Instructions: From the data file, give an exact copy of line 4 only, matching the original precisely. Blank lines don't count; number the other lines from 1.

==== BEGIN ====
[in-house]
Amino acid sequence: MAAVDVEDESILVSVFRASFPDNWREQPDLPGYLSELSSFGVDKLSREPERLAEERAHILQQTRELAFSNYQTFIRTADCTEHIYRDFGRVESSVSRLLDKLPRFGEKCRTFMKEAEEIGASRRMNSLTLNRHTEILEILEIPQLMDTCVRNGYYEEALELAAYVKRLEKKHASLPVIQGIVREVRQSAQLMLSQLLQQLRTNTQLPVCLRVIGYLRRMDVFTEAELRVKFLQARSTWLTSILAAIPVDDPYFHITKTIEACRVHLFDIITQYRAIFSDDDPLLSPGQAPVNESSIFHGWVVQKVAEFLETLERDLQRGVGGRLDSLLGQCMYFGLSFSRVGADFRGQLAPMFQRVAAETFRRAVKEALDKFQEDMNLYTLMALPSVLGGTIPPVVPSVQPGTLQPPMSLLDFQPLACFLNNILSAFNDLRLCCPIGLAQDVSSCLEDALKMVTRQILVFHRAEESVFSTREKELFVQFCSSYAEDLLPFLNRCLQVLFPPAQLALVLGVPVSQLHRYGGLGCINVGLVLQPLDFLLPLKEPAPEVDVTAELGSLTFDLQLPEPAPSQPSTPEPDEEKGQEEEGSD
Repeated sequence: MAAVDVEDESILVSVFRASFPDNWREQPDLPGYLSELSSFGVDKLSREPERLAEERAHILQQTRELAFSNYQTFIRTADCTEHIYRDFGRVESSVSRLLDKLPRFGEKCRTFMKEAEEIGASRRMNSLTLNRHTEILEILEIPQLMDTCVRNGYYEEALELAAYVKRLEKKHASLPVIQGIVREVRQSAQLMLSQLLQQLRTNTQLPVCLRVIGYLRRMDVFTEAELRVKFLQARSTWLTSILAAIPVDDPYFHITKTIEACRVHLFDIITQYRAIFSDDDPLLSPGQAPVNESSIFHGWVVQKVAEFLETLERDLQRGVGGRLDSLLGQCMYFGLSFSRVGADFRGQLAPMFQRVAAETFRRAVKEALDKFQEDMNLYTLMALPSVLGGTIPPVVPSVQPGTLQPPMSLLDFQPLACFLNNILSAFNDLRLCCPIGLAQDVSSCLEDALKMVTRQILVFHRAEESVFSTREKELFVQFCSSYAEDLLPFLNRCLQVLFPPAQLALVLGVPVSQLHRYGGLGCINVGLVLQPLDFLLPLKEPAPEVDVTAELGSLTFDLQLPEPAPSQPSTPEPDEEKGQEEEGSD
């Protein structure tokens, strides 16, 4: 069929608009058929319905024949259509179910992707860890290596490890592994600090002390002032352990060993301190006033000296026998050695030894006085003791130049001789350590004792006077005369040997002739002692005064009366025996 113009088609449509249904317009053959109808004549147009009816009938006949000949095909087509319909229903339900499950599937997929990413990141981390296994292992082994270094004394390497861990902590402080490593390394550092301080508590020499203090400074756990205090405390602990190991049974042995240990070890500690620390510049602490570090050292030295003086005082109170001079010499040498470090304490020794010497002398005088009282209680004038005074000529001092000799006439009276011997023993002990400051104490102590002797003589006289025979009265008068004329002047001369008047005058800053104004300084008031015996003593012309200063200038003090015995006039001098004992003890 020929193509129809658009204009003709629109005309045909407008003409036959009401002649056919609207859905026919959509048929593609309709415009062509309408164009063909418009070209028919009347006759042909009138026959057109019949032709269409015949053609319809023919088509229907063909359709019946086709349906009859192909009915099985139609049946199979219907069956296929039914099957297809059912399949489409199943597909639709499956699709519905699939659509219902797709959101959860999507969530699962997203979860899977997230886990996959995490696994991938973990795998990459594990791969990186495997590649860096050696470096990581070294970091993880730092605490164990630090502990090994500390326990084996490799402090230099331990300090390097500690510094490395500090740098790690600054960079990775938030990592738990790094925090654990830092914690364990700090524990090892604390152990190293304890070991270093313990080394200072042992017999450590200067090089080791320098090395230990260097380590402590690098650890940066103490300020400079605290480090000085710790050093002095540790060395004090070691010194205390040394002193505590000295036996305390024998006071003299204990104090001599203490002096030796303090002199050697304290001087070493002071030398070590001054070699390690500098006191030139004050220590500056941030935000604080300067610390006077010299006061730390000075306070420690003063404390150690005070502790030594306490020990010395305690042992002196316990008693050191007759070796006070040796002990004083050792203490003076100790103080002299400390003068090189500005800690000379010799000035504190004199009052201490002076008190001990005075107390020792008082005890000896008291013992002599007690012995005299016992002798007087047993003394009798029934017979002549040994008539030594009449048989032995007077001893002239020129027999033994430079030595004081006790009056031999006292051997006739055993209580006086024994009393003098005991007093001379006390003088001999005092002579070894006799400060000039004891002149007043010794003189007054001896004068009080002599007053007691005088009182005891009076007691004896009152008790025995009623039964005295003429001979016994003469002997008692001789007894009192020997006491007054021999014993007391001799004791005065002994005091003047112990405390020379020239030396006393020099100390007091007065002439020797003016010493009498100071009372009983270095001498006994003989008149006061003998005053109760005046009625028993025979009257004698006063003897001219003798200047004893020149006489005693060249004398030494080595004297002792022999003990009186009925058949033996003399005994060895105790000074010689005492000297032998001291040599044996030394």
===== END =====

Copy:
């Protein structure tokens, strides 16, 4: 069929608009058929319905024949259509179910992707860890290596490890592994600090002390002032352990060993301190006033000296026998050695030894006085003791130049001789350590004792006077005369040997002739002692005064009366025996 113009088609449509249904317009053959109808004549147009009816009938006949000949095909087509319909229903339900499950599937997929990413990141981390296994292992082994270094004394390497861990902590402080490593390394550092301080508590020499203090400074756990205090405390602990190991049974042995240990070890500690620390510049602490570090050292030295003086005082109170001079010499040498470090304490020794010497002398005088009282209680004038005074000529001092000799006439009276011997023993002990400051104490102590002797003589006289025979009265008068004329002047001369008047005058800053104004300084008031015996003593012309200063200038003090015995006039001098004992003890 020929193509129809658009204009003709629109005309045909407008003409036959009401002649056919609207859905026919959509048929593609309709415009062509309408164009063909418009070209028919009347006759042909009138026959057109019949032709269409015949053609319809023919088509229907063909359709019946086709349906009859192909009915099985139609049946199979219907069956296929039914099957297809059912399949489409199943597909639709499956699709519905699939659509219902797709959101959860999507969530699962997203979860899977997230886990996959995490696994991938973990795998990459594990791969990186495997590649860096050696470096990581070294970091993880730092605490164990630090502990090994500390326990084996490799402090230099331990300090390097500690510094490395500090740098790690600054960079990775938030990592738990790094925090654990830092914690364990700090524990090892604390152990190293304890070991270093313990080394200072042992017999450590200067090089080791320098090395230990260097380590402590690098650890940066103490300020400079605290480090000085710790050093002095540790060395004090070691010194205390040394002193505590000295036996305390024998006071003299204990104090001599203490002096030796303090002199050697304290001087070493002071030398070590001054070699390690500098006191030139004050220590500056941030935000604080300067610390006077010299006061730390000075306070420690003063404390150690005070502790030594306490020990010395305690042992002196316990008693050191007759070796006070040796002990004083050792203490003076100790103080002299400390003068090189500005800690000379010799000035504190004199009052201490002076008190001990005075107390020792008082005890000896008291013992002599007690012995005299016992002798007087047993003394009798029934017979002549040994008539030594009449048989032995007077001893002239020129027999033994430079030595004081006790009056031999006292051997006739055993209580006086024994009393003098005991007093001379006390003088001999005092002579070894006799400060000039004891002149007043010794003189007054001896004068009080002599007053007691005088009182005891009076007691004896009152008790025995009623039964005295003429001979016994003469002997008692001789007894009192020997006491007054021999014993007391001799004791005065002994005091003047112990405390020379020239030396006393020099100390007091007065002439020797003016010493009498100071009372009983270095001498006994003989008149006061003998005053109760005046009625028993025979009257004698006063003897001219003798200047004893020149006489005693060249004398030494080595004297002792022999003990009186009925058949033996003399005994060895105790000074010689005492000297032998001291040599044996030394």